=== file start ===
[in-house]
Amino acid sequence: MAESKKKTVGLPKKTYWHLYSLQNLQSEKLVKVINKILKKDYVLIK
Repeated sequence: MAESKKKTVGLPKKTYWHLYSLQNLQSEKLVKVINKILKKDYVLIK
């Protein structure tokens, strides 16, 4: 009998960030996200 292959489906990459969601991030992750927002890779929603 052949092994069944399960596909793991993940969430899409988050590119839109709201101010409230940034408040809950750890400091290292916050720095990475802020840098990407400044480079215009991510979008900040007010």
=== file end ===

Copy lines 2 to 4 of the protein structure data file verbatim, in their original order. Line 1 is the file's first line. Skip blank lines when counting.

Amino acid sequence: MAESKKKTVGLPKKTYWHLYSLQNLQSEKLVKVINKILKKDYVLIK
Repeated sequence: MAESKKKTVGLPKKTYWHLYSLQNLQSEKLVKVINKILKKDYVLIK
């Protein structure tokens, strides 16, 4: 009998960030996200 292959489906990459969601991030992750927002890779929603 052949092994069944399960596909793991993940969430899409988050590119839109709201101010409230940034408040809950750890400091290292916050720095990475802020840098990407400044480079215009991510979008900040007010």